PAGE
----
Quick links for development
There is so many parts of the Crazyflie that can be developed, and before digging into that, it is important to know generically how the system fits togeter. Here are some quick links to some of those important places that are important for development.
The Eco-System – read about the projects, APIs, architecture, protocols and other techie details.
Repository overview - from each element and aspect of our ecosystem, there exists github repositories and accommodating detailed documentation.
Support channels – Know where to look for support when you are getting into trouble.
Github – A list of all the source code, for software and hardware. Here you can contribute and share your work with the community.
The Getting started with development Tutorial – a step by step guide to set up your development environment, build your first custom firmware and download it to the copter.
Contribute your work - Opensource is all about sharing and caring! If you want your code to be preserved and used by more generations, contribute your work back to our code base.
The different systems use different languages. So if you are looking at using a specific programming language, these are the most common ones are in our Repository overview :
- Python for the Crazyflie PC API and client
- C for the Crazyradio and Crazyflie firmware
- Other languages Check out external projects for other programming language support language support.
Make sure to use our coding standard for languages, which will be important if you want to Contribute your code back to our firmware/software.
- Crazyflie Native Framework: We maintain our own repositories on how to communicate with the crazyflie. Check out our Repository overview.
- ROS 2™: Check out the Crazyswarm2 Project!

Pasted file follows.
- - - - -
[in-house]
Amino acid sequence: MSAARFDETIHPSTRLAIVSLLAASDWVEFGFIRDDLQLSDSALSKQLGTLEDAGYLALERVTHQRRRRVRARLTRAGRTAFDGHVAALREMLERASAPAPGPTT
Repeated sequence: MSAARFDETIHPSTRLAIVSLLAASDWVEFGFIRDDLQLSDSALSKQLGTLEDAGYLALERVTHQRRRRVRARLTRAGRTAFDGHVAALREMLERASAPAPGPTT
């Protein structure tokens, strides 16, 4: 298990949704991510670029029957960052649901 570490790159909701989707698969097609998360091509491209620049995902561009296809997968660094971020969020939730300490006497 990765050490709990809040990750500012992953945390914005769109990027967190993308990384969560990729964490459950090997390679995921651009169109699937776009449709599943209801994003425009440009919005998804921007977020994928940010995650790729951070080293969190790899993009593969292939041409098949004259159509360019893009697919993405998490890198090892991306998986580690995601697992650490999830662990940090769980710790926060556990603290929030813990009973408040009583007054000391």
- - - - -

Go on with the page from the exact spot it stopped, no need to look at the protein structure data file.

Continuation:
- Other Frameworks: Check out external projects for other framework and autopilot support from our community.
APIs, versioning and evolution of the code base
There are a number of APIs in the Crazyflie eco system on multiple levels, some might be obvious while others are a bit more subtle. Some of the APIs are documented and versioned while there is room for improvement in other cases.
Since all code can be used by a programmer, one point of view would be that all functions and protocols are APIs, and should not change without some form of version change. To make it possible for us to manage and improve the code base, we have chosen a few areas (APIs) that we will update in a structured way (see below). Code that does not belong to these APIs can be changed at any time, which we believe is necessary to keep the system dynamic and evolve over time.
The purpose of managing APIs in a structured way is to help a developer to understand if a protocol or a set of functions is likely to change over time and if it will break the application. It should also be possible to detect if (and how) the API has changed and what changes that are required to the code to make the application work.
The update process and deprecations
Areas that can be versioned using a version number, for instance protocols, should update the version number when something is changed. Check the documentation for the specific area/protocol to see if there is a specific update policy for this area. An example would be CRTP.
For functions in the code base, there is not always a version number tied to the function (except the release version) that
clearly tells the programmer if there has been an API break or not. The approach we use is to mark functions that we
want to remove as
deprecated. The deprecated function will continue to exist and work for a minimum of 6 months before
being removed. Deprecated functions are documented in the release notes to give a heads up that they will be removed in
a future release. The deprecation marking is usually done by adding the word
deprecated to the function documentation.
Also add a date when the function will be removed (at the earliest) and, if applicable, a replacement function to use
instead or how to change the code.